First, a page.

The Rieterpark is the park in the Enge district in Zurich that belonged to Villa Wesendonck in 1855 and was first owned by the Wesendonck family and later owned by the Rieter family. The park is the largest and largely original landscape park in Zurich from the 19th century and is now a public park for the city of Zurich .
Wesendonck family (1855 to 1871)
In the middle of the 19th century, the German merchant Otto Wesendonck bought a large piece of land on the "Gabler", a hill in the then still independent municipality of Enge near Zurich. He had a mansion , the Villa Wesendonck , designed by the well-known architect Leonhard Zeugheer and the associated park by the art gardener Theodor Froebel . He then moved into this system together with his wife Mathilde.
As a major art sponsor, the Wesendoncks granted Richard Wagner their hospitality from 1849 . Wagner had to leave Germany because of his participation in the liberal March Revolution . He was allowed to live in a house specially prepared for him opposite the Villa Wesendonck. Otto Wesendonck had bought this modest half-timbered house from 1850 at an inflated price to prevent the plans of the neurologist Ludwig Binswanger , who had bought the building in 1856 to set up a psychiatric clinic there.
Mathilde Wesendonck became Wagner's lover and Wagner therefore wrote his Wesendonck songs in Zurich . In 1858 Wagner ended both his affair with Mathilde Wesendonck and his marriage to his wife Minna and fled Zurich. In 1871 the Wesendoncks finally sold the facility they had created, now called "the green hill", and traveled back to Germany.
Rieter family (1871 to 1945)
In 1871 the industrial family Rieter from Winterthur bought the entire property. The facility was expanded to include the Park Villa Rieter. After the death of Adolf Rieter-Rotpletz (1882), his son Fritz Rieter had the old half-timbered house expanded and converted into the Villa Schönberg by Alfred Friedrich Bluntschli so that his widowed mother-in-law Henriette Elisabeth Bodmer-Pestalozzi could live there. At the same time, Bluntschli, who later also designed the nearby Enge Church , built the Villa Rieter , in which Bertha Rieter-Bodmer hosted the German Emperor Wilhelm II as a guest for a few days in 1912 .
The Rieter family was ultimately also the namesake for today's Rieterpark and Rietberg. Also on behalf of Fritz Rieter, the utility building and the orangery were built by Adolf Brunner in 1887 .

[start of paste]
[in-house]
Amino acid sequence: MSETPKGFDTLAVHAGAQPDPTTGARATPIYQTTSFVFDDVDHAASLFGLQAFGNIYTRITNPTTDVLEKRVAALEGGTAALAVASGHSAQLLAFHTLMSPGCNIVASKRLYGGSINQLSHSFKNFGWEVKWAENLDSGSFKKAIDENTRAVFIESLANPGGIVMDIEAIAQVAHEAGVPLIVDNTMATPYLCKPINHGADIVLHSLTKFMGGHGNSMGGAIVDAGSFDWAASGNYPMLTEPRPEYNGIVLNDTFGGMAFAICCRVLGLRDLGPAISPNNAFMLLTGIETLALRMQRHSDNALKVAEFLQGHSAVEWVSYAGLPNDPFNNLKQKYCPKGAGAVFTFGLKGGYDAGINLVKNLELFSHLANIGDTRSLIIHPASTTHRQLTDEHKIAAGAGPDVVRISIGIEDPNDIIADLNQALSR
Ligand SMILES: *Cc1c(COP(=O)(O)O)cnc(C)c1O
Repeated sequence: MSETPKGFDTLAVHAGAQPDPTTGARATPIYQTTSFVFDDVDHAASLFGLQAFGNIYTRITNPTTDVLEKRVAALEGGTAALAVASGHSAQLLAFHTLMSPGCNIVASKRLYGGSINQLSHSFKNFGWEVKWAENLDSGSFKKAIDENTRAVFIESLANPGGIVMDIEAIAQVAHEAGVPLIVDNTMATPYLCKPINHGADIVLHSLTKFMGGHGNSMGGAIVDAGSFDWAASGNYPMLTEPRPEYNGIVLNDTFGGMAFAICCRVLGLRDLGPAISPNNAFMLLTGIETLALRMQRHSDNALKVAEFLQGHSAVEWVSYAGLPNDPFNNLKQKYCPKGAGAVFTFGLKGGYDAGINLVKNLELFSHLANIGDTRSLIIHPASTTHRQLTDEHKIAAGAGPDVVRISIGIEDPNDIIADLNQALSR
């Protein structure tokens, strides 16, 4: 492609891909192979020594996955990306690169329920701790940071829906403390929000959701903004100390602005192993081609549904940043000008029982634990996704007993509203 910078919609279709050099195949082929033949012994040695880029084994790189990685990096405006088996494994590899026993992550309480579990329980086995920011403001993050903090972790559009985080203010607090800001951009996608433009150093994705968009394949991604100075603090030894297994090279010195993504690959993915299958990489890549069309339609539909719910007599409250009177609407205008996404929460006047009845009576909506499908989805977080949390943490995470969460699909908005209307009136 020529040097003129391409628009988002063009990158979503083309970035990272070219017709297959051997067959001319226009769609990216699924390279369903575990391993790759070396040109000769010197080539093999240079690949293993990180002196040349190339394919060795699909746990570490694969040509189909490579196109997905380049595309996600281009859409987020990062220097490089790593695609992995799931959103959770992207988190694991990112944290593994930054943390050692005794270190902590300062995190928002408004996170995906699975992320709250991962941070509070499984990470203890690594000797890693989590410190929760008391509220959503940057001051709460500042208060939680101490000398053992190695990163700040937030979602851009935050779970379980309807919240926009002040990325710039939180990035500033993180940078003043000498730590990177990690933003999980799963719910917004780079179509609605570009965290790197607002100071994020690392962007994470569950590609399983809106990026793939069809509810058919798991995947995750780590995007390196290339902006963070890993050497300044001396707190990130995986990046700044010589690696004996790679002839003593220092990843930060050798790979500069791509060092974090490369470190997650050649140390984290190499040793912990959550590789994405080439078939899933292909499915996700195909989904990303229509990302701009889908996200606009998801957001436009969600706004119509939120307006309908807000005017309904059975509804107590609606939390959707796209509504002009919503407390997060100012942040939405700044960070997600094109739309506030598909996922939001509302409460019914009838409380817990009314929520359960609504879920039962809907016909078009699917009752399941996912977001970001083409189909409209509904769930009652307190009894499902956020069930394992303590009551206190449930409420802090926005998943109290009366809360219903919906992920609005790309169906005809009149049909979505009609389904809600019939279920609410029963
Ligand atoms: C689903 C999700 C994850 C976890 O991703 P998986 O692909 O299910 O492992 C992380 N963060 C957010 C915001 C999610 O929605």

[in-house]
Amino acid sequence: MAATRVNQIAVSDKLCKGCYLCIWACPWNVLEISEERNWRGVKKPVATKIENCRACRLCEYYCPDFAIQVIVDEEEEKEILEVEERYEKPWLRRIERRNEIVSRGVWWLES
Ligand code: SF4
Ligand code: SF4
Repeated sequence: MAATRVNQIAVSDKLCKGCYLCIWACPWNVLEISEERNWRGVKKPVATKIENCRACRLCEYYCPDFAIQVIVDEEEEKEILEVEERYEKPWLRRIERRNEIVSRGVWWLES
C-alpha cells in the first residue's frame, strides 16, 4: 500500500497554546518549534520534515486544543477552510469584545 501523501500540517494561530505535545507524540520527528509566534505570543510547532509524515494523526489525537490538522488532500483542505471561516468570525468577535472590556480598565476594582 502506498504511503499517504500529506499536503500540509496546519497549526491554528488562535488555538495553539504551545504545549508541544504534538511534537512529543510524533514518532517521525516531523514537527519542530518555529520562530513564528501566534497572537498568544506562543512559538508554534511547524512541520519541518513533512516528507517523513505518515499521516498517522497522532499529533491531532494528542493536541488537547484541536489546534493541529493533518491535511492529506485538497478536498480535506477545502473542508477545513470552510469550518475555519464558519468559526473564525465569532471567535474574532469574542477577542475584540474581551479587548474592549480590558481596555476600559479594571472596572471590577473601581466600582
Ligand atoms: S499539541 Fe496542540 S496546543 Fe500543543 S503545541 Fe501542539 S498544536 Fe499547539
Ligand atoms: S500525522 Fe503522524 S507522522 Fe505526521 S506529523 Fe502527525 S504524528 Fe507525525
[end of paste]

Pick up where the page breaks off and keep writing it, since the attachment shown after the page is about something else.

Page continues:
City of Zurich (1945 to today)
In 1945, following a referendum, the city of Zurich bought the 68,000 m² Rieterpark and the Villa Wesendonck from the Rieter family for 2.9 million francs. The Villa Schönberg remained in the family's possession until 1970. This park was now open to the public for the first time.
By popular resolution in 1949, the reconstruction of the Villa Wesendonck and its use as a museum for non-European culture was determined. The foundation stone was formed by the donation from Baron Eduard von der Heydt to the city of Zurich, which has been presented to the public since the opening of the Rietberg Museum in 1952 (and with a new extension from 2007).
When the community of heirs of the Rieter family sold Villa Schönberg in 1970 and it was threatened with demolition, the city of Zurich bought it in 1976 and placed the entire ensemble (Rieterpark, Villa Wesendonck, Villa Rieter and Villa Schönberg) under a preservation order . In 1978 part of the Rietberg Museum was opened in the Villa Schönberg.
The park is oriented to the south and rises gently from the villa. When the weather is nice, you can have a view of the Glarus Alps. On December 26, 1999, parts of the Rieter Park were severely damaged by Hurricane Lothar .
Artwork in the park
Youth with hawk
bronze, 220 cm
Werner Friedrich Kunz (1934)
bronze, 102 cm
Bronze bust of Wagner , 1885
- ↑ Park and green areas. ( Memento of the original from May 27, 2011 in the Internet Archive ) Info: The archive link was inserted automatically and has not yet been checked. Please check the original and archive link according to the instructions and then remove this notice. Website of the City of Zurich, Green City of Zurich. Retrieved July 28, 2010.
- ^ Herbert Pachmann: Zurich showpieces: sculptures in the public space of the city. BoD, 2014, pp. 71-72. on-line
Coordinates: 47 ° 21 '30.6 " N , 8 ° 31' 50.7" E ; CH1903: six hundred eighty-two thousand five hundred and five / 245869